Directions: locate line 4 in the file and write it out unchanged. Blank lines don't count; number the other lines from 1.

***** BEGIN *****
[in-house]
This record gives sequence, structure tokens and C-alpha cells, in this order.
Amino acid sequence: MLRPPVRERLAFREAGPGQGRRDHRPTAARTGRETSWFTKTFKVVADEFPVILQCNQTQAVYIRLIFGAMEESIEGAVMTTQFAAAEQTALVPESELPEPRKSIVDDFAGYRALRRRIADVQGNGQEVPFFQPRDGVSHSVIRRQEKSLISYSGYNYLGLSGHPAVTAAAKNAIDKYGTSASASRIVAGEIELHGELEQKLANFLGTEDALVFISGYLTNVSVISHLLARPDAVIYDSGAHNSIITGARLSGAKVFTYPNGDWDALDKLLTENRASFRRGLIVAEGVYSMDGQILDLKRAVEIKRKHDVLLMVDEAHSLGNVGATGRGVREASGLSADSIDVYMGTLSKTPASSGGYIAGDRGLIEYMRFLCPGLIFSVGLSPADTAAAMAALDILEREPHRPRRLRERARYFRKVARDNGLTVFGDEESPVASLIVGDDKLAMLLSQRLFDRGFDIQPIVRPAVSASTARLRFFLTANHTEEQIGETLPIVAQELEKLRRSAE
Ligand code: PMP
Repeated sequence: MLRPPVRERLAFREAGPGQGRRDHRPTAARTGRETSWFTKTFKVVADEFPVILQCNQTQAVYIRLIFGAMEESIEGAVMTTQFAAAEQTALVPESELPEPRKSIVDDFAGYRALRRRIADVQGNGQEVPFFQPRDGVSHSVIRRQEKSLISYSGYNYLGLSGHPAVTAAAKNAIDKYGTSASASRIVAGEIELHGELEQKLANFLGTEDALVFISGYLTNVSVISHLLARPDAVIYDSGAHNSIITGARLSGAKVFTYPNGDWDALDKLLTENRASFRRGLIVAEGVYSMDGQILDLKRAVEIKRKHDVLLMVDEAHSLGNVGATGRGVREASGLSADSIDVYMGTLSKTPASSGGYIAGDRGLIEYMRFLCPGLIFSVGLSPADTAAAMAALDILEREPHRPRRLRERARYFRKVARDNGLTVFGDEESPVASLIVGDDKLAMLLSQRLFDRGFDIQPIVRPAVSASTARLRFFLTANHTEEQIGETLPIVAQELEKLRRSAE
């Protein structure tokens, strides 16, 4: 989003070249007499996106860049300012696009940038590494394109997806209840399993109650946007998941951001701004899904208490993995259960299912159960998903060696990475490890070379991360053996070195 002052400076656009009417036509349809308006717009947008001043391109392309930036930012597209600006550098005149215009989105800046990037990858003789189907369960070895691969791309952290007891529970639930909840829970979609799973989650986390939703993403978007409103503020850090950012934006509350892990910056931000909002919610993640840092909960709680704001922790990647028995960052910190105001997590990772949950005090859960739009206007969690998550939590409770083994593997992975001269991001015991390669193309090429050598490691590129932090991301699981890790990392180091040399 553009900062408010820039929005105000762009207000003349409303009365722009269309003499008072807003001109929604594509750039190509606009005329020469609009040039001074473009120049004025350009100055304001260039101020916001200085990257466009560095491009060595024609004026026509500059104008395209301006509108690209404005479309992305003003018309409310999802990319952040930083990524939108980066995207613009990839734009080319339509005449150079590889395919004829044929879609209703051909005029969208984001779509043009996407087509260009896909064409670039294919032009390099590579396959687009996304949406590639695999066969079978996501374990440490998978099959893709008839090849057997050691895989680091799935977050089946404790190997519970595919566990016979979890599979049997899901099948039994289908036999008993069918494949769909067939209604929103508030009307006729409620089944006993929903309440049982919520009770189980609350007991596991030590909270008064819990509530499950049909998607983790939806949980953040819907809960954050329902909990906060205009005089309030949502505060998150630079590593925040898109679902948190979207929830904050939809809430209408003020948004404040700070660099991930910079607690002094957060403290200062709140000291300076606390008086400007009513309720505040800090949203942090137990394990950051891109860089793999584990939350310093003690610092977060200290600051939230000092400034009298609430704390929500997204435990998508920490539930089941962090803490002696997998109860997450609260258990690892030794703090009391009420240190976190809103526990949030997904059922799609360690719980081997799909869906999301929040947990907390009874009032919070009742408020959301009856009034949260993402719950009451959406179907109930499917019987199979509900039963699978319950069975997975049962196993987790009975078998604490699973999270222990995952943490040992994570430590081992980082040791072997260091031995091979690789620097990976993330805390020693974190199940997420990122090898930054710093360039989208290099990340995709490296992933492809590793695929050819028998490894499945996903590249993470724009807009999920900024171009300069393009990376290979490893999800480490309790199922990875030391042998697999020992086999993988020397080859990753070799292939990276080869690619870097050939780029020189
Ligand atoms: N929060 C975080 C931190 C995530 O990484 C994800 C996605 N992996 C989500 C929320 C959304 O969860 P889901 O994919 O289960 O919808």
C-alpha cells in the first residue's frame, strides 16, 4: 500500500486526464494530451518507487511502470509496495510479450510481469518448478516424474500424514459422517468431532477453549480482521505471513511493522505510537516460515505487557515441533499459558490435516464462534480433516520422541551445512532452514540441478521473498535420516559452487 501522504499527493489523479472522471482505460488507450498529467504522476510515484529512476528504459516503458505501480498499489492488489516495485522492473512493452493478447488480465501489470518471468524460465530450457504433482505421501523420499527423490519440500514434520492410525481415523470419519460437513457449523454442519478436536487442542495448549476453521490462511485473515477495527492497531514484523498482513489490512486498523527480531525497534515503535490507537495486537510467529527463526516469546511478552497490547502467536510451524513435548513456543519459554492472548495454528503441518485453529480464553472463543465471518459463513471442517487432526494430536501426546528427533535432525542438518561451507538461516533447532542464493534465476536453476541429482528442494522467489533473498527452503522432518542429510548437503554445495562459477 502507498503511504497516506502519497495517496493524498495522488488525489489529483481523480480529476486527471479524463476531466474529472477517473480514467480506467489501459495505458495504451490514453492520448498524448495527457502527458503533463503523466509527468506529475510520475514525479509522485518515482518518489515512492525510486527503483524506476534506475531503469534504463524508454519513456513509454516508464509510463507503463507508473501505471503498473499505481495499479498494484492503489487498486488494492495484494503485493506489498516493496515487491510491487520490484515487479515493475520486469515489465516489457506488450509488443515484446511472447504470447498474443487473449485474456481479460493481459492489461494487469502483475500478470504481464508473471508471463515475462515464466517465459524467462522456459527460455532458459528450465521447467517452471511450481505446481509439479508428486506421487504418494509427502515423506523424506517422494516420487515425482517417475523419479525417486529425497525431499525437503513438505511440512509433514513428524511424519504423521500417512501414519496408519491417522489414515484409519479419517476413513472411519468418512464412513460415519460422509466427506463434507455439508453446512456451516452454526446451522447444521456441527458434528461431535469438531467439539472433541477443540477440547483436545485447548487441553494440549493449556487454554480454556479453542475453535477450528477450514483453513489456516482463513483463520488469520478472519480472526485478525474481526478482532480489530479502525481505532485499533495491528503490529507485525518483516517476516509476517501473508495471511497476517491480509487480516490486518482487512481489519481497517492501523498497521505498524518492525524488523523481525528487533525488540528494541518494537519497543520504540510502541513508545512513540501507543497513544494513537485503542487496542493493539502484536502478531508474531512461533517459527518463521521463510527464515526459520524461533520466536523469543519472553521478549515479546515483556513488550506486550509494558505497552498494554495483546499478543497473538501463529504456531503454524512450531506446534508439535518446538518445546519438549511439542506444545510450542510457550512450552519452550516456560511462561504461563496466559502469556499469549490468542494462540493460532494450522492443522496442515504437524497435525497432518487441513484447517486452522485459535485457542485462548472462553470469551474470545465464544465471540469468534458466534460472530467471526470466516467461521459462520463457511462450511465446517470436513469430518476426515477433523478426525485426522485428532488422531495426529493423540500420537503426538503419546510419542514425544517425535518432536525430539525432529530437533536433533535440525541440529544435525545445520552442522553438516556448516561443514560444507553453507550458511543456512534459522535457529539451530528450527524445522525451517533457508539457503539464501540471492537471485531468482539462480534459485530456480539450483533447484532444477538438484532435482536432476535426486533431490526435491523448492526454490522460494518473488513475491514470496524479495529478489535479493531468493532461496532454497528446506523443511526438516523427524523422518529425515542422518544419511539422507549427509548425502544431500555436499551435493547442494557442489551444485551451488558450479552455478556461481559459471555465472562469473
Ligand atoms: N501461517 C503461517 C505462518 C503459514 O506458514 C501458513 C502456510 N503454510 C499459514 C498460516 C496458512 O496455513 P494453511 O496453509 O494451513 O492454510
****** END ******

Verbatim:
Ligand code: PMP